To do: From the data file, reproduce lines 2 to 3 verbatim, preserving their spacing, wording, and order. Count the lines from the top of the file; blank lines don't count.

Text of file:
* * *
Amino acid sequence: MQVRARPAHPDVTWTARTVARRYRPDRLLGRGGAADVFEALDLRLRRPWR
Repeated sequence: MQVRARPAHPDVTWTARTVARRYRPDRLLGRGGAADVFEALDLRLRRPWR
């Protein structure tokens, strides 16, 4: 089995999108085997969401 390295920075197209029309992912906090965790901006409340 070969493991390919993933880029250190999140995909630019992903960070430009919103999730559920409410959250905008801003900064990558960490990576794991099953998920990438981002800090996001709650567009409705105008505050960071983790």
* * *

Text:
Repeated sequence: MQVRARPAHPDVTWTARTVARRYRPDRLLGRGGAADVFEALDLRLRRPWR
């Protein structure tokens, strides 16, 4: 089995999108085997969401 390295920075197209029309992912906090965790901006409340 070969493991390919993933880029250190999140995909630019992903960070430009919103999730559920409410959250905008801003900064990558960490990576794991099953998920990438981002800090996001709650567009409705105008505050960071983790």